After I graduate, I will be applying to Stanford’s Policy, Organization, and Leadership Service graduate program, as well as to University of San Francisco and San Francisco State University’s Educational Leadership programs.
Going in to this second quarter, I am finally taking classes that will help me declare my major and I am excited to be able to learn about it. I now need to adapt more study habits and have a plan that will help me succeed.
The first weeks of college have been challenging. It’s definitely what I was expecting and more. The workload is substantially large and a lot of study hours are to be dedicated. My hardest challenge is not necessarily the work but the time managing put into the work.
Time managing is key; you have to balance out your day. My days usually consist of at least one course per day and each class is two hours or more. That leaves the rest of the day to do whatever you need done. This still doesn’t include the online quizzes, projects, and other deadlines you have to satisfy for a certain course. This is where time managing comes into play. I have a PowerPoint presentation due next week, and I’m dedicating about two hours on it a day. At this pace, I should be done with my presentation and all the necessary practice by October 14th. Working ahead of time is a must for these types of things, because you never know what you may run into.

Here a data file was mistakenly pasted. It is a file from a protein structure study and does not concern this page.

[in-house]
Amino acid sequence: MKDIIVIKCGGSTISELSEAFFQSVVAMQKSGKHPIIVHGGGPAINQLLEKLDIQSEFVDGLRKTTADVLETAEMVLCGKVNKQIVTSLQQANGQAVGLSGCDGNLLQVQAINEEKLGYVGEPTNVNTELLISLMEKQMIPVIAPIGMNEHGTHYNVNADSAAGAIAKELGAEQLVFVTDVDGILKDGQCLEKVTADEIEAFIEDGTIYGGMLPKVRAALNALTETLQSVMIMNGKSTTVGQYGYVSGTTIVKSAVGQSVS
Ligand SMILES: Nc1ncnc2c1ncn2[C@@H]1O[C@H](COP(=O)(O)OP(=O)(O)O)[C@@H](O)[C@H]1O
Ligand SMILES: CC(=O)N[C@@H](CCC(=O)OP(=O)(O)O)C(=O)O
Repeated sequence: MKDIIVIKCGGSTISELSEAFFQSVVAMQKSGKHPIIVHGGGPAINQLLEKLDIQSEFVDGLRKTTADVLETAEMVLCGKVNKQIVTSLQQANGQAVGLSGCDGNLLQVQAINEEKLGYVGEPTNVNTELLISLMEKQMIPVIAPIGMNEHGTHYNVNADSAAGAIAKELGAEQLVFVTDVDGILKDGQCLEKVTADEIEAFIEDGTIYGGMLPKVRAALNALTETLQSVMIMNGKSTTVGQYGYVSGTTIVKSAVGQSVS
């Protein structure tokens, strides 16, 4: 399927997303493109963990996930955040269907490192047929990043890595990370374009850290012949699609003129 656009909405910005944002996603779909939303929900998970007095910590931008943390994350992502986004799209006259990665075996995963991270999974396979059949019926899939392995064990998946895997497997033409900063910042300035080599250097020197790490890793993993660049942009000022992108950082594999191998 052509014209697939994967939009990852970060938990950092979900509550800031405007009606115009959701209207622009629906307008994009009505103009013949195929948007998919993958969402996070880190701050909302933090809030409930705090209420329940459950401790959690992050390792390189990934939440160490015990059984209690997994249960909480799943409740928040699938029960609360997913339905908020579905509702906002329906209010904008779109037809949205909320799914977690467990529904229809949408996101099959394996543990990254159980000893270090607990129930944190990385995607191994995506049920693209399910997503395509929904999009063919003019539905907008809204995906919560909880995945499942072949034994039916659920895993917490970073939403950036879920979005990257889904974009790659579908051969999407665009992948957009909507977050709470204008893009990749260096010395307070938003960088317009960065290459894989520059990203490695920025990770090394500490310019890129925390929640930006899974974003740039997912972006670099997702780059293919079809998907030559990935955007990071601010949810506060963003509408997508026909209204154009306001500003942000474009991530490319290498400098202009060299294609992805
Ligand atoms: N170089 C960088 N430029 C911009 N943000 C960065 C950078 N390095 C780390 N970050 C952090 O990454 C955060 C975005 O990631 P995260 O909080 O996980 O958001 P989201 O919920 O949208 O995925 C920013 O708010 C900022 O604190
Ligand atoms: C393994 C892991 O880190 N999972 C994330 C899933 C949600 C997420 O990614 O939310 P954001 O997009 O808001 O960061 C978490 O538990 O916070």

My impression of college was obviously, lots of work, lots of studying, and a broad social life. I was aware of time managing because many of my tutors, and mentors told me about it and warned me that if I didn’t set up my schedule ahead of time I could be faced with troubles in the future. I listened to them, and thanks to that advice I get more work done with time to spare and fun social activities to attend. I advise everyone to do the same. This has just been the first two weeks and I feel so familiar with the place and my surroundings. I feel so much at home, and the students here are so welcoming. I couldn’t imagine myself elsewhere. My friends are always encouraging me, and we feed off each other’s success.
The toughest aspect about college at the moment is balancing your schedule. Many students I know have a whole bunch of units, while I have the most relaxing schedule. Majoring in Computer Engineering means that the average student graduates in four and a half years; this means the average units per quarter is 14, I’m only taking 12 this quarter. I plan on taking 16 units the next quarter and 14 the following quarter. I want to challenge myself academically, and prove to everyone back home that anything could be done with hard work, and determination. Many people have helped get on this road, and I don’t plan on letting them down, I want to make my family proud, and I want my siblings to follow along. College is the best thing that has happened to me, and this is just the first leap.
-Enrique, UC Irvine ’16